Photo courtesy of The Guardian

Sri Lanka’s economy has collapsed due to years of mismanagement. Now heading for a political showdown, the country is officially bankrupt, unable to service the debt-ridden economy. This has been further exacerbated by external factors such as the Covid outbreak and the Russian-Ukrainian war.

Some were surprised by the events. People with little economic training who know how to handle a household budget or a small business would know that the writing was on the wall due to years of budget deficits and balance of payment crises. Without meaningful inflows when some in the society, including key politicians, want to maintain their lavish lifestyles, money must run out sooner or later. What has happened is self-inflicted, sheer incompetency in financial management.

It is important to understand what has led the country to its current situation. It is time to ask why, when some countries do well even without basic resources, a country like Sri Lanka has failed economically, politically and socially and why economic management is an important element of any country.

The country was occupied by three European invaders for over three and half centuries before gaining independence in 1948 from Britain. Although all colonial powers looted Sri Lanka’s wealth, the British handed over the country’s economy to a chosen few in reasonable shape. The country was subsequently governed by two parties, both with political dynasties, a pattern that continues until today. The patriarch of the Rajapaksa family was in the first legislative assembly in Ceylon, hence governing of the country has been a family affair nearly 74 years.

The first challenge to family rule came in 1971 with a youth uprising, an armed struggle followed by a second uprising in late 1980s. An ethnic conflict between majority Sinhalese and minority Tamil youth in the North that lasted nearly thirty years. All these conflicts cost many lives, suffering and were a huge burden on the economy.

One thing that’s common to all these conflicts is a demand for a just society for all to have the same opportunities irrespective of ethnicity, social status, religious beliefs or political affiliation.

Although youths were influenced by communist ideology at the time, many were driven to fight against injustice of the system dominated by a few families and their cronies. Both youth uprisings were quelled by the ruling dynasties with the help of the military where family members were dominant in high ranks.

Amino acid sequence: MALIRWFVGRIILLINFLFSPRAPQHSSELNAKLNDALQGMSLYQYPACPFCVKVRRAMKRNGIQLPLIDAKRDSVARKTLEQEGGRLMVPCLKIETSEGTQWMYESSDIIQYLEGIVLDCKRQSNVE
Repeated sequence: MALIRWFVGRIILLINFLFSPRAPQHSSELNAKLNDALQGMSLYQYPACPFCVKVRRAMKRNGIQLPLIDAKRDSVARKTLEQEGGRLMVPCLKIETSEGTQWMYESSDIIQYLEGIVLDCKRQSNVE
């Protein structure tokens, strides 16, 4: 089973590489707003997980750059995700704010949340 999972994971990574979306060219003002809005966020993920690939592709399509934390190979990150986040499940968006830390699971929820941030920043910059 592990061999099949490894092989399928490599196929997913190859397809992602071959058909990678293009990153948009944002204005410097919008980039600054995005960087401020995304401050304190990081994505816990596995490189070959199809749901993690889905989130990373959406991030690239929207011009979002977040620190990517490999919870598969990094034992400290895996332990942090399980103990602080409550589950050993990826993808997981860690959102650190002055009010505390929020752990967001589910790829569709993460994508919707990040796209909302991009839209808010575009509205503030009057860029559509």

The current uprising is unique, not driven by any known political party but by Millennials and Gen Z, inspired by the Arab spring uprising in the Middle East. There are thousands of citizens in the street protesting day and night condemning nepotism; they have no leaders but everyone is a leader, a real people’s movement.

They have demands but no leaders to negotiate with. Their demands are very straightforward – they want all politicians, who have been involved with corrupt practices and looted the country for 74 years, to relinquish their powers and hand the government to the people.

The constitution of any country determines the relationship of citizens with the government, which is now broken. People do not trust any elected representatives, irrespective of their political persuasion. The constitution specifies limits of power of the government and rights of citizens that are essential to create a harmonious society.

If the constitution is weak, a toothless tiger where there are no provisions for individual liberties, checks and balances, accountability or transparency but allows a few people to rob the country’s assets and move overseas, then it has serious flaws.

Sri Lanka needs meaningful constitutional reforms. The current executive presidency has been misused by every head of state who has come to power for personal gain since it was first introduced in 1978. They all agreed to abolish executive presidency close to elections but once in power, have not bothered to act.

Executive powers were further strengthened by the 20th amendment. People voted for the government with a two thirds majority, so it happened with the blessing of the general masses; the public also must take some responsibility for the crisis.